Rho-kinase modulates calcium sensitivity of the myosin light chain in smooth muscle cells (6)and has been implicated as playing a pathogenetic role in divergent cardiovascular disorders (7). Within this context, we recently demonstrated that the Rho-kinase–mediated pathway is majorly involved in the pathogenesis of epicardial coronary artery spasm in pigs (8,9)and in patients with vasospastic angina (10). In the present study, we tested the hypothesis that a Rho-kinase inhibitor might be effective in preventing myocardial ischemia in patients with microvascular angina attributable to coronary microvascular spasm.
Eighteen patients with angina who underwent diagnostic cardiac catheterization, with a diagnosis of microvascular angina between January 1999 and December 2000, participated in the study. Clinical and angiographic features are summarized in Table 1. All patients were female and had angina at rest, on effort, or both. Seven of the 18 patients had been treated with calcium antagonists before admission; calcium antagonists were effective in two of these patients, partially effective in three, and ineffective in two. No patient had significant (>50%) organic stenosis in any major epicardial coronary artery or a history of revascularization procedures, severe valvular heart disease, idiopathic dilated or hypertrophic cardiomyopathy, or chronic renal failure. The study protocol was approved by the Institutional Ethical Committee on Human Research. We obtained written, informed consent from each patient before the study.
Cardiac catheterization was performed in patients in the fasting state after 5 mg oral diazepam. No patient had ever been on long-acting calcium channel blockers or hormone replacement therapy, and all cardiovascular medications, except sublingual nitroglycerin, were discontinued at least 24 h before the study. Coronary arteriography was done by the femoral approach. A 6F pacing catheter was placed in the right ventricle to prevent bradycardia during acetylcholine (ACh) infusion. Another 6F catheter was advanced into the coronary sinus vein to sample blood for measurement of lactate concentrations.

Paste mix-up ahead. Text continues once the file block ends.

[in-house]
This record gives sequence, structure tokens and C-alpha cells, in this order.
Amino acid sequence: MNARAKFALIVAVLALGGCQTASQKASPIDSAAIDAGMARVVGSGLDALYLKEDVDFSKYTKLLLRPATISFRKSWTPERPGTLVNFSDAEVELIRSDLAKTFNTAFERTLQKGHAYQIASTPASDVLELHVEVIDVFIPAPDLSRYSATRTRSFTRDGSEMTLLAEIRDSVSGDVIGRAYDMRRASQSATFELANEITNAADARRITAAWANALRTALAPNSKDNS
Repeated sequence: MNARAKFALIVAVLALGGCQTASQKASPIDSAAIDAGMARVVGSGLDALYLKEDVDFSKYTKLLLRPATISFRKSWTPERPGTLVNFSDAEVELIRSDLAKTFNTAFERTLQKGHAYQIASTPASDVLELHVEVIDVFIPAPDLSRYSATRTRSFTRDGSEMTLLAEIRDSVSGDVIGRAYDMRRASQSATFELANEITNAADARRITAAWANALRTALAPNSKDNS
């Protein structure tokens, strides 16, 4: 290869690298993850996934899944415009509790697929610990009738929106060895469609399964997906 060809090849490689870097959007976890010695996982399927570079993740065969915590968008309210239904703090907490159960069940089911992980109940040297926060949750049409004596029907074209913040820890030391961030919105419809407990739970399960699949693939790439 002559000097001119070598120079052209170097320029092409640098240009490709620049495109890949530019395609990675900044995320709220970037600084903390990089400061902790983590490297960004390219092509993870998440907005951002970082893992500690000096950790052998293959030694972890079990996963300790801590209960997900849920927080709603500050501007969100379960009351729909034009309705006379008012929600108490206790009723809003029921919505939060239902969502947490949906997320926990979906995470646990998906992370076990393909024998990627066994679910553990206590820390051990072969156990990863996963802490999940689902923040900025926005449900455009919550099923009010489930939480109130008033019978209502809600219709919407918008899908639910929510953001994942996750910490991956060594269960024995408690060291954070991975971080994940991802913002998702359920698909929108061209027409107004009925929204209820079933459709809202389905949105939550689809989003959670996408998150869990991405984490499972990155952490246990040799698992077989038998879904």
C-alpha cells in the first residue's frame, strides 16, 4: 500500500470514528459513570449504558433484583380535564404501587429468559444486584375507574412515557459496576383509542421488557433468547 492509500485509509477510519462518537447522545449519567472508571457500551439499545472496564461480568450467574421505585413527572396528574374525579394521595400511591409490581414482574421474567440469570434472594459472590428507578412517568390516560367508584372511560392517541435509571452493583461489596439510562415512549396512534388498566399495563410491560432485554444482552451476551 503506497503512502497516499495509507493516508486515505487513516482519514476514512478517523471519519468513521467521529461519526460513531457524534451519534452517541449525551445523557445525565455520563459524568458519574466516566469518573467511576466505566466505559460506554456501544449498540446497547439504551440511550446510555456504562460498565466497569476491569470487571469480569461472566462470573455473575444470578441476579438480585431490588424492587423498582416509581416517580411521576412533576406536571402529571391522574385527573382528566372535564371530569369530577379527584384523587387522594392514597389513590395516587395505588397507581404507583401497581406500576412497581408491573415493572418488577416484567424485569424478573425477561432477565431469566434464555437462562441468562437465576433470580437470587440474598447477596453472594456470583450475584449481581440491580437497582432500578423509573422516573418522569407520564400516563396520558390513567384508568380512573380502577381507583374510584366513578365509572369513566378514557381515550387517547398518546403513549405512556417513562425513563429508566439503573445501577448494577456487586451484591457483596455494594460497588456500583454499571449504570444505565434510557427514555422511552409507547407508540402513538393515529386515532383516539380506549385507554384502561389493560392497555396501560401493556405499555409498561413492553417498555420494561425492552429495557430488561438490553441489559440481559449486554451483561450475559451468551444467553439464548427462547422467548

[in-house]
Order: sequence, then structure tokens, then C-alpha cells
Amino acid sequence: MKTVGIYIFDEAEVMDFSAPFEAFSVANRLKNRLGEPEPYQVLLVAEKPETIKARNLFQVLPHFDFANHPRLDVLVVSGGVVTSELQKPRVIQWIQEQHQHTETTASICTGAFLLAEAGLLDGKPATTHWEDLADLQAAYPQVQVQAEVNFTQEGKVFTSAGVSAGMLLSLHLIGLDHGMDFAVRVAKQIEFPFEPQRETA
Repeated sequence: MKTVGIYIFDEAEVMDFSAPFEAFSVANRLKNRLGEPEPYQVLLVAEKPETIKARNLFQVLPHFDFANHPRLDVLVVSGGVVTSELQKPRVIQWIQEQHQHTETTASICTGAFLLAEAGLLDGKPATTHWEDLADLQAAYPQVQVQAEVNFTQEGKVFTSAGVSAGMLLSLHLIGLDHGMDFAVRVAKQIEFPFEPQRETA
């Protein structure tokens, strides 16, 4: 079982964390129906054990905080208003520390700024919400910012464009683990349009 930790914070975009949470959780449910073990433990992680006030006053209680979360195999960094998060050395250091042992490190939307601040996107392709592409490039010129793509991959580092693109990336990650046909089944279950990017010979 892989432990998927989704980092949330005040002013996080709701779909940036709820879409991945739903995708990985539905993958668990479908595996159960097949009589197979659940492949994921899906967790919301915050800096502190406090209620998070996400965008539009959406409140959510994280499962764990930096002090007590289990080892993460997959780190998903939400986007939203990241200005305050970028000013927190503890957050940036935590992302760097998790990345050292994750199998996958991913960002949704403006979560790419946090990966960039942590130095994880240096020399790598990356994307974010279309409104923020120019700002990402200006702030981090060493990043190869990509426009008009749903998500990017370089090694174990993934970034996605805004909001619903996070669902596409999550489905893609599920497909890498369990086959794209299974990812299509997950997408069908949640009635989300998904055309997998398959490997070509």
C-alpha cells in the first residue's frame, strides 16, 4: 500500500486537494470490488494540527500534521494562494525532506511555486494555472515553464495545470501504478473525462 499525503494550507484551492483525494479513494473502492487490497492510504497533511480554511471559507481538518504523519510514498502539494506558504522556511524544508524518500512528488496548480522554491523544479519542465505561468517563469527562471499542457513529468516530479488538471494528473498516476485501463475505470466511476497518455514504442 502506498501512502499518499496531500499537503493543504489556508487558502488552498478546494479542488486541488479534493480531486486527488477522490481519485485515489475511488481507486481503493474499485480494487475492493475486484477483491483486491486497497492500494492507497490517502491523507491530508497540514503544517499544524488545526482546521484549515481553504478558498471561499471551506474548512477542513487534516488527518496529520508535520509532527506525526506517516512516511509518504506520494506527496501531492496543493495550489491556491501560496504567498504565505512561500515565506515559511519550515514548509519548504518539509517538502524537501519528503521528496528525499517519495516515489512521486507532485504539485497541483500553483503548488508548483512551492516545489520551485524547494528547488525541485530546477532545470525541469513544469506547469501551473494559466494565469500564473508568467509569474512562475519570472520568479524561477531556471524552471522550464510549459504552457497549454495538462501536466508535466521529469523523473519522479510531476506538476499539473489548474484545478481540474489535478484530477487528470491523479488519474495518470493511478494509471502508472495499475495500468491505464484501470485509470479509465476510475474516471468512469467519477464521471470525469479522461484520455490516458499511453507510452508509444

The diagnostic protocol for coronary microvascular spasm was reported previously (5,11). Briefly, graded doses of ACh (10, 30, and 100 μg) were infused over 30 s into the left coronary artery through a 6F Judkins catheter. At 1 min after each dose of ACh was given, paired samples of 2 ml blood were collected from the coronary artery and coronary sinus vein for measurement of lactate concentrations. Biplane coronary arteriograms were then taken to assess the lumen diameter of large epicardial coronary segments. When chest pain, electrocardiographic (ECG) changes, or epicardial spasm did not occur, we gave the next dose of ACh. We considered that chest pain was caused by myocardial ischemia of microvascular origin when angina was associated with evidence of myocardial ischemia (ischemic ECG changes, myocardial lactate production, or both), but without epicardial coronary artery spasm (5,11). Epicardial coronary spasm was defined as >75% diameter reduction, compared with the diameter after intracoronary isosorbide dinitrate (ISDN) administration (5,12), and the subject who had an epicardial spasm was excluded from the study.